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Early sedation with dexmedetomidine in ventilated critically ill patients and heterogeneity of treatment effect in the SPICE III randomised controlled trial

  • Shehabi, Yahya1, 2
  • Serpa Neto, Ary3, 4, 5, 6
  • Howe, Belinda D.3
  • Bellomo, Rinaldo3, 5, 6
  • Arabi, Yaseen M.7
  • Bailey, Michael3, 5
  • Bass, Frances E.8, 9
  • Kadiman, Suhaini Bin10
  • McArthur, Colin J.11
  • Reade, Michael C.12, 13
  • Seppelt, Ian M.14, 15
  • Takala, Jukka16
  • Wise, Matt P.17
  • Webb, Steve A.3, 18
  • Mashonganyika, C.
  • McKee, H.
  • Tonks, A.
  • Donnelly, A.
  • Hemmings, N.
  • O’Kane, S.
  • And 440 more
  • 1 Monash University,
  • 2 University of New South Wales,
  • 3 Australian and New Zealand Intensive Care Research Centre, School of Public Health and Preventive Medicine, Monash University,
  • 4 Hospital Israelita Albert Einstein,
  • 5 University of Melbourne and Austin Hospital,
  • 6 Austin Hospital,
  • 7 King Saud Bin Abdulaziz University for Health Sciences and King Abdullah International Medical Research Center, King Abdulaziz Medical City,
  • 8 The George Institute for Global Health, University of New South Wales,
  • 9 Royal North Shore Hospital,
  • 10 IJN-UTM Cardiovascular Engineering Center, National Heart Institute,
  • 11 Department of Critical Care Medicine, Auckland City Hospital, University of Auckland, Auckland, New Zealand
  • 12 Faculty of Medicine, University of Queensland, Royal Brisbane and Women’s Hospital, Brisbane, Australia
  • 13 Joint Health Command, Australian Defence Force, Canberra, Australia
  • 14 University of Sydney,
  • 15 Macquarie University,
  • 16 Department of Intensive Care, Inselspital, Bern University Hospital, University of Bern, Bern, Switzerland
  • 17 University Hospital of Wales,
  • 18 Royal Perth Hospital,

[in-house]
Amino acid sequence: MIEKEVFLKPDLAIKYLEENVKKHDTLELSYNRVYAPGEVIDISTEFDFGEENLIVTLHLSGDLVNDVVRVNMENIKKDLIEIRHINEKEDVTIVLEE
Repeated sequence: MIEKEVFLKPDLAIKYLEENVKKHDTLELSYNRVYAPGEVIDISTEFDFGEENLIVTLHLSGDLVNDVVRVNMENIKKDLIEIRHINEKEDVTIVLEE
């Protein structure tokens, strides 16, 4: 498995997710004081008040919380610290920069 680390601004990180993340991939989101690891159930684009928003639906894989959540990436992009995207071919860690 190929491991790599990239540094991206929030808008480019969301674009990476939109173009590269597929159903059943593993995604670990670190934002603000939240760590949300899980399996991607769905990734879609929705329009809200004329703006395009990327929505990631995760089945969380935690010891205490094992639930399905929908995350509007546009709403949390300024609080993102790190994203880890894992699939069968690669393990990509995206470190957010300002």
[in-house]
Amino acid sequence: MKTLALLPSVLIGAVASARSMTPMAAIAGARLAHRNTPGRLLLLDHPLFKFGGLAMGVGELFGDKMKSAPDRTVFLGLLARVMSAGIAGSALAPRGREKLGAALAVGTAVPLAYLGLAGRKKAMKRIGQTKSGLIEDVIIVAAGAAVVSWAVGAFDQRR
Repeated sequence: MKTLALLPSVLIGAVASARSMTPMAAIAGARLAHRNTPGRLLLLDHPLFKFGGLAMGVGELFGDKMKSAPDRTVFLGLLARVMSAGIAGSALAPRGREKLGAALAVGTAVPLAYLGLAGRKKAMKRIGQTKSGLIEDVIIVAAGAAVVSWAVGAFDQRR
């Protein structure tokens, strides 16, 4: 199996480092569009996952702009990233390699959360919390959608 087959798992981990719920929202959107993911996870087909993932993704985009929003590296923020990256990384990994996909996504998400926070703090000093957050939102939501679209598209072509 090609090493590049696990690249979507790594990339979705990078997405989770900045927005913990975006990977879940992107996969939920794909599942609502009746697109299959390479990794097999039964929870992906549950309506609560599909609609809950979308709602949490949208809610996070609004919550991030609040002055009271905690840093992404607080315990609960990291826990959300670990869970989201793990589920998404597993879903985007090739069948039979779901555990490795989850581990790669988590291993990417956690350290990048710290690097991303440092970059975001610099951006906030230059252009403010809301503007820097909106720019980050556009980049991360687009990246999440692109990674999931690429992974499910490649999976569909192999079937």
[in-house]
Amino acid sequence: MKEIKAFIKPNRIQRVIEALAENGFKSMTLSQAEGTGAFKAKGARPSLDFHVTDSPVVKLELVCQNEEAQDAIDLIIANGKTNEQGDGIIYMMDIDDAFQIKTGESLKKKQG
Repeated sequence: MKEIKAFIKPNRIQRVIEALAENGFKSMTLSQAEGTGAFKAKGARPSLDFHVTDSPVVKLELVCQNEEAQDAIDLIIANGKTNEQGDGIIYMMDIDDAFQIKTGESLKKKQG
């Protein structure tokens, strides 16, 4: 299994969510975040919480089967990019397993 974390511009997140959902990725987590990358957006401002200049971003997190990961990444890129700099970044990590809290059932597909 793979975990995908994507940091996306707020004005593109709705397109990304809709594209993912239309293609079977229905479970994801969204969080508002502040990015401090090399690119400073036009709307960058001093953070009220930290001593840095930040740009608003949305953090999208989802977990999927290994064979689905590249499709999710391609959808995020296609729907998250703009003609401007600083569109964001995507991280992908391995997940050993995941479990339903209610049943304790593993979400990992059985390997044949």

Published Article
Intensive Care Medicine
Springer Berlin Heidelberg
Publication Date
Mar 08, 2021
DOI: 10.1007/s00134-021-06356-8
PMID: 33686482
PMCID: PMC7939103
PubMed Central
  • Original


Purpose To quantify potential heterogeneity of treatment effect (HTE), of early sedation with dexmedetomidine (DEX) compared with usual care, and identify patients who have a high probability of lower or higher 90-day mortality according to age, and other identified clusters. Methods Bayesian analysis of 3904 critically ill adult patients expected to receive invasive ventilation > 24 h and enrolled in a multinational randomized controlled trial comparing early DEX with usual care sedation. Results HTE was assessed according to age and clusters (based on 12 baseline characteristics) using a Bayesian hierarchical models. DEX was associated with lower 90-day mortality compared to usual care in patients > 65 years (odds ratio [OR], 0.83 [95% credible interval [CrI] 0.68–1.00], with 97.7% probability of reduced mortality across broad categories of illness severity. Conversely, the probability of increased mortality in patients ≤ 65 years was 98.5% (OR 1.26 [95% CrI 1.02–1.56]. Two clusters were identified: cluster 1 (976 patients) mostly operative, and cluster 2 (2346 patients), predominantly non-operative. There was a greater probability of benefit with DEX in cluster 1 (OR 0.86 [95% CrI 0.65–1.14]) across broad categories of age, with 86.4% probability that DEX is more beneficial in cluster 1 than cluster 2. Conclusion In critically ill mechanically ventilated patients, early sedation with dexmedetomidine exhibited a high probability of reduced 90-day mortality in older patients regardless of operative or non-operative cluster status. Conversely, a high probability of increased 90-day mortality was observed in younger patients of non-operative status. Further studies are needed to confirm these findings. Supplementary Information The online version contains supplementary material available at 10.1007/s00134-021-06356-8.

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